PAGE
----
More About HIV
What is HIV?
HIV stands for Human Immunodeficiency [Im-u-no-de-fish-n-c] Virus. The virus attacks a person’s immune system which is supposed to help fight off infections. Without treatment this can progress to AIDS (Acquired Immune Deficiency Syndrome). There is currently no cure or vaccine for HIV but the good news is there are medicines that control HIV so your immune system can heal. Plus if you take the medicines as instructed by your health care provider, your virus will become undetectable, meaning you cannot transmit it to anyone else. Most people with HIV will live long and healthy lives!
How Is HIV Transmitted?
HIV is found in the body fluids of someone who is infected. The fluids include:
- Sexual fluids (Semen, Vaginal, and Anal fluids)
- Breast Milk
Having sex without using a condom OR sharing needles, syringes, or other injecting equipment are two of the most common risk factors for HIV. Mothers living with HIV can also pass on HIV to their babies during pregnancy, birth, or breastfeeding.
How Do I Know If I Have HIV?
The only way to know for sure if you have HIV is to get tested. The CDC recommends that everyone between the ages of 13 and 64 get tested for HIV at least once. You should be tested routinely (every 3-6 months) for HIV if any of the STI risk factors apply to you. Men and transwomen who have sex with other men and are not monogamous, should get tested every 3 months. If you are someone who uses intravenous (IV) drugs, you should get tested for HIV at least once a year.
Some HIV tests require you to give a blood sample and some require a saliva sample. Read more about the OraQuick in-home HIV test kit.
What Is the Treatment for HIV?
The treatment for HIV is called Antiretroviral Therapy (ART). This treatment involves taking daily medications in the form of a pill(s) you have to swallow. There are new medications given by injection every few months. By taking these medications, you can lower your viral load and reduce the risk of giving the infection to others. HIV cannot be passed on through unprotected sex when it is undetectable.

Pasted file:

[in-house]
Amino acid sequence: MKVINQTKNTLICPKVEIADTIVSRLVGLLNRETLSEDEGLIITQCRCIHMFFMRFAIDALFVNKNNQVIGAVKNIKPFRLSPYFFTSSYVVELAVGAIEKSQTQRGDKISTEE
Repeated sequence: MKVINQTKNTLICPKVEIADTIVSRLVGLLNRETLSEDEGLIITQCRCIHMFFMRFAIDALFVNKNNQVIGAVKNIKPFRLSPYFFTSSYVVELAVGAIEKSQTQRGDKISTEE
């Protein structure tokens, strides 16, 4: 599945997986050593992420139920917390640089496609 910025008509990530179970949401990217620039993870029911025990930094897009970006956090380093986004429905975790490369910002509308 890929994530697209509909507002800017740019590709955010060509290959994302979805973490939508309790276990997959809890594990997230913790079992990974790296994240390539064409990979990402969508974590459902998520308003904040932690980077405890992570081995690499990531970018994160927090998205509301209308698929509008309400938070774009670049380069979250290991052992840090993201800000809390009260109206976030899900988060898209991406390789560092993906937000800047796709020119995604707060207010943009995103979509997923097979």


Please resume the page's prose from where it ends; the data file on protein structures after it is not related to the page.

Remember, U=U. Undetectable = Untransmittable
PEP and PrEP
If think you might have come into contact with someone with HIV in the past 72 hours, either through sex without a condom or by sharing drug injection equipment, see a healthcare provider urgently to discuss a course of medication called PEP (post exposure prophylaxis). PEP might prevent you from becoming infected with HIV.
If you get an HIV test and it is negative, you may want to consider starting on pre-exposure prophylaxis (PrEP), a daily medicine that is very effective at preventing HIV infection.
What is HIV Stigma?
HIV stigma is negative attitudes and irrational beliefs about people living with HIV. It causes people with HIV to experience prejudice in their daily lives. Sometimes they may not seek medical help because of fear.
There is no reason to shun individuals who are living with HIV. It is a treatable disease that is not spread through the air or water or simple gestures like shaking hands. Individuals with HIV may include family members, friends, neighbors, or co-workers. Do your part to Stop the Stigma: get educated about HIV and share the message.